Mandating Physician Education


In May of this year, Massachusetts Senator Ed Markey proposed a new bill titled the Safe Prescribing of Controlled Substances Act. This Act, among other things, calls for mandatory education of the nation’s physicians about, as the name implies, safer prescribing of controlled substances. It also calls for mandatory education about identifying patients with substance use disorders.

Physicians get very little education about this tremendously important problem. Some medical schools and residencies have added addiction trainings, but change happens slowly. Plenty of doctors in the U.S. are still mis-prescibing

Physicians are not going to like this legislation. We hate being told we have to do anything, especially by politicians. But obviously, the present generation of physicians is NOT able to prescribe controlled substances properly, as evidenced by our epidemic of prescription drug addiction.

The bill extends to any prescriber of controlled substances, meaning that physician assistants and nurse practitioners will also be required to take this training, at least in states where they are allowed to prescribe controlled substances.

Senator Markey’s bill says the Department of Health and Human Services is responsible for producing this training and that it will be free and available online.

The bill specifies the training should include, “methods for diagnosing, treating, and
managing a substance use disorder, including the use of medications approved by the Food and Drug Administration and evidence-based non-pharmacological therapies.”

If everyone interprets this paragraph as I do, this would mean all doctors who want to prescribe controlled substances should be educated about medication-assisted treatments of opioid addiction, among other things.

That would be wonderful. How nice it would be for my patients to go to their other doctors, and hear, “So glad you are on methadone for the treatment of addiction. Good job.” instead of the usual insults about being on of MAT. How nice for me to be able to call other doctors who don’t think I’m a drug pusher for prescribing MAT!

Also, Senator Markey sent letters to the VA, Defense Department, and IHS, urging them to included prescribing information to their patients on their state’s prescription monitoring program. Many patients being cared for by these agencies are prescribed controlled substances, but doctors outside those systems have no way to know what is being prescribed. Presently, they don’t report to the prescription monitoring programs. I hope these military agencies chose to participate in the PMPs. It would be a way to keep those patients safer when they seek care outside the military system.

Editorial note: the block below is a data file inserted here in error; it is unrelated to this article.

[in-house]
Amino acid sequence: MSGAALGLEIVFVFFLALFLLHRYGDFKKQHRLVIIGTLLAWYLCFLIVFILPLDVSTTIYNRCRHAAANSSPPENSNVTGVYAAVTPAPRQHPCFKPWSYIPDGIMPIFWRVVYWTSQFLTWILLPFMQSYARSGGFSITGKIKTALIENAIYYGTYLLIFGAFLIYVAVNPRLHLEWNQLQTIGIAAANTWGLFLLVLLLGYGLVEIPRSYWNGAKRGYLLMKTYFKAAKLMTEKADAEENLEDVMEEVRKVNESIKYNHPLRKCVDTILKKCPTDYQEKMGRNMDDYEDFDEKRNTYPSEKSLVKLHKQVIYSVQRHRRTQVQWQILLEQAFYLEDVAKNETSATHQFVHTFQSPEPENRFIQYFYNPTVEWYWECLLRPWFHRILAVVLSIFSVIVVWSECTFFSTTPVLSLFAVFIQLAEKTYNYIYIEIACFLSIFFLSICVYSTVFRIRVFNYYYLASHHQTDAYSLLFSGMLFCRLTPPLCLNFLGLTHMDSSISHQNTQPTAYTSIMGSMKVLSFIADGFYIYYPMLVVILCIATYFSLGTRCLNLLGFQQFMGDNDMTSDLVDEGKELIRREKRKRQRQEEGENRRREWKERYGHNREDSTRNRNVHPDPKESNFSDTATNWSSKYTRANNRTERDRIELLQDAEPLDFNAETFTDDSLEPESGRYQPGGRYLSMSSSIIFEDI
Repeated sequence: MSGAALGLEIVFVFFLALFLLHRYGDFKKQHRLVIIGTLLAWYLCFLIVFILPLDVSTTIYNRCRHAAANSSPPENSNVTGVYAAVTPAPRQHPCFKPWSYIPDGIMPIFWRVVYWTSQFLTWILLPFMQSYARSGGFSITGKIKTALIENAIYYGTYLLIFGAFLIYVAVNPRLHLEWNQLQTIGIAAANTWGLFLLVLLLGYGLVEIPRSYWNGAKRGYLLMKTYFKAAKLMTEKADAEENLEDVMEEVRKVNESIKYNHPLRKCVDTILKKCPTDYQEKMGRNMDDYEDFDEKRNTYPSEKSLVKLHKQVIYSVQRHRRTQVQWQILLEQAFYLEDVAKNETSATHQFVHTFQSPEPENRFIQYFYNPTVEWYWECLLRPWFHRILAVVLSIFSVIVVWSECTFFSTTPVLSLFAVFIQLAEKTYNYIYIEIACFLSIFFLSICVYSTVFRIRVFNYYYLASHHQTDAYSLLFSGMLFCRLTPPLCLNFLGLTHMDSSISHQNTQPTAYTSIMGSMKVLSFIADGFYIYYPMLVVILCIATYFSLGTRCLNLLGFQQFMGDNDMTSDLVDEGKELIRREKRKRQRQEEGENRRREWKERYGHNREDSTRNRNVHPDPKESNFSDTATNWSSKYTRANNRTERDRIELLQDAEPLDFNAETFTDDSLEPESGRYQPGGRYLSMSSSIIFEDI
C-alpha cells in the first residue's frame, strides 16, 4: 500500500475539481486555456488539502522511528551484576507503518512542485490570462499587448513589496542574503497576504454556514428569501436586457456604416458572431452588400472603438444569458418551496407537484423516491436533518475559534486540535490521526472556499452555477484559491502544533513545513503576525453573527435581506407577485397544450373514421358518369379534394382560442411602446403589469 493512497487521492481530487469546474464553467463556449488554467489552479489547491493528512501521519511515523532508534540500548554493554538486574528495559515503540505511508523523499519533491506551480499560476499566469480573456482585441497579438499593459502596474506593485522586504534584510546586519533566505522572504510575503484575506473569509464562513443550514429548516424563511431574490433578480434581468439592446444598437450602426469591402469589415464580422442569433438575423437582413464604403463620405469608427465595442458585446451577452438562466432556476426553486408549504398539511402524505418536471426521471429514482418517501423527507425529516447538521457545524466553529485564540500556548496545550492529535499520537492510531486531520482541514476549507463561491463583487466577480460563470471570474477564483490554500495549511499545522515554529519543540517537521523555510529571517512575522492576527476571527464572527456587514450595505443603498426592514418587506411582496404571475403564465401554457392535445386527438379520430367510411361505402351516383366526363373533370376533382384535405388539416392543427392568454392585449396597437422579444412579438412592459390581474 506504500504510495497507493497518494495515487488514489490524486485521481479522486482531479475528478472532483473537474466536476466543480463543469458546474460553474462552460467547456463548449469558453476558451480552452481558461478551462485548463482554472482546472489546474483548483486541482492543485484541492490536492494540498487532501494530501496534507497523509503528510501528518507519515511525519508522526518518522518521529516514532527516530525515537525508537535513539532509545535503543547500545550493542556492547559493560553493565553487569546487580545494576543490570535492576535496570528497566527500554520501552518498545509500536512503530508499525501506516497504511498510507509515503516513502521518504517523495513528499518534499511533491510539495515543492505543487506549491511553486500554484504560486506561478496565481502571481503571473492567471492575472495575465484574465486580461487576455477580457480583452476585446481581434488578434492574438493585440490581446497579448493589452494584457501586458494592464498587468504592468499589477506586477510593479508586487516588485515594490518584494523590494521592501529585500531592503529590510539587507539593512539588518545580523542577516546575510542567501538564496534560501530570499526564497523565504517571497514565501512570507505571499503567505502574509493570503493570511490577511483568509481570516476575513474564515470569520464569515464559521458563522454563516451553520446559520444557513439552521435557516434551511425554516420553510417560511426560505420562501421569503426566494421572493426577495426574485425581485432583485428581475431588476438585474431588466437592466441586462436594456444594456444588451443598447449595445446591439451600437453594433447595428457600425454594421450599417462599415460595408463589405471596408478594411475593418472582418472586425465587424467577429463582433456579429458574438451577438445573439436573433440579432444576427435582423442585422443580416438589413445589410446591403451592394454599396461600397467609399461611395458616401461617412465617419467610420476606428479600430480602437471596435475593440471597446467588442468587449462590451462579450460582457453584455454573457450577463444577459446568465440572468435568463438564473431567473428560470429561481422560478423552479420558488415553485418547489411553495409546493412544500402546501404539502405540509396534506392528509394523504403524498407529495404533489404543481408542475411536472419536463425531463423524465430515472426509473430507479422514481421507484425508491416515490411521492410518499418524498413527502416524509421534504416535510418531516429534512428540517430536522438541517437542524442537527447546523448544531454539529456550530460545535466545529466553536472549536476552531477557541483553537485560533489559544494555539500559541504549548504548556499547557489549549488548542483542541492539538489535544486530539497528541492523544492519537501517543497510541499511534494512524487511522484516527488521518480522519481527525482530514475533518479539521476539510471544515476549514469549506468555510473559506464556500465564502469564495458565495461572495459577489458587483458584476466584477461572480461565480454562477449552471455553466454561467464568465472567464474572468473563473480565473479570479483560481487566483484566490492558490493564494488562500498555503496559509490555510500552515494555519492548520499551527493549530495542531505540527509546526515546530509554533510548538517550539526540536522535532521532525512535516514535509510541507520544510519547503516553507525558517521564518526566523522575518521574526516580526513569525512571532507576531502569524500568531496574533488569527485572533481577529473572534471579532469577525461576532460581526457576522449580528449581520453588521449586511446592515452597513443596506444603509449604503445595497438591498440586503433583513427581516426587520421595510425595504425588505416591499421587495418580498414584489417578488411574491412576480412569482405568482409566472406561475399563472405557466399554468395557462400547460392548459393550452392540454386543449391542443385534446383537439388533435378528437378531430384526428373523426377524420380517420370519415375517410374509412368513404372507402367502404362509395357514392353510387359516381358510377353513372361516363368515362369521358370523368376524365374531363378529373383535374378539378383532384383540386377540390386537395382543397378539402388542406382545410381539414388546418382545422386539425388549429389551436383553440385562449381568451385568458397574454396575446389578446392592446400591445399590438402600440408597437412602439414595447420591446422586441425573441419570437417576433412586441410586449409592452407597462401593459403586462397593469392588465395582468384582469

On May 15, 2015, the Huffington Post had an online article about another bill, the Recovery Enhancement for Addiction Treatment Act, also sponsored by Senator Markey and Senator Rand Paul. This legislation would lift the one-hundred patient limit placed on office-based buprenorphine doctors.

In the past, I supported lifting the one-hundred patient cap, but I’ve come to believe the cap isn’t all that relevant, at least in my area. Around here, I think the only physicians who honor the cap are conscientious doctors who would do a good job without legislation.

Around here, physicians have more than one hundred buprenorphine patients, and skirt the regulations by saying some of them are prescribed it “for pain.” Physician extenders without DEA “X” numbers already prescribe buprenorphine in this state. When the North Carolina medical board was notified about this, they declined to take any action.

In other words, the present regulations are flouted without consequence, so lifting them isn’t going to make a big difference. (That may not be the case in all areas of the country.) But mandating education about addiction and its treatment may help treatment providers deliver better care.

6 responses to this post.

  1. Posted by William Taylor, MD on August 11, 2015 at 7:05 pm

    No argument that physician prescribing could be much better, and that prescribers should have a basic familiarity with addiction precautions and databases.

    However, those of us who mistrust the federal government should be alarmed at the federal expansion of what has been a state responsibility. I just finished my 2 hr course for my SC license, covering just these topics. Once the feds start down the path of mandated physician education, expect requirements to take courses on the virtues of organic broccoli for patients.


  2. I’m not sure the NC Board can prevent the off-label prescribing of buprenorphine for pain. TN seems to be taking action that will further limit access to MAT.
    I read your Dec blog about TN limiting prescriber dosing discretion and would like to add that TN is now prohibiting off label use:
    Another bill, passed by the TN Senate and (likely) to pass the House will require Certificates of Need for all OBOT clinics:
    Wonder how that will work out?


    • Hi Dan,
      No, my point wasn’t that off-label use is bad or even should be prevented, but rather that I oppose the disingenuous use of a pain diagnosis to get around the 100 patient limit, when the patient does, in fact, have the disease of opioid addiction. In other words, falsifying records in order to get around a regulation so that the doctor can treat more than 100 patients at a time.


  3. Posted by kevin on August 18, 2015 at 8:38 am

    Good read and very interesting


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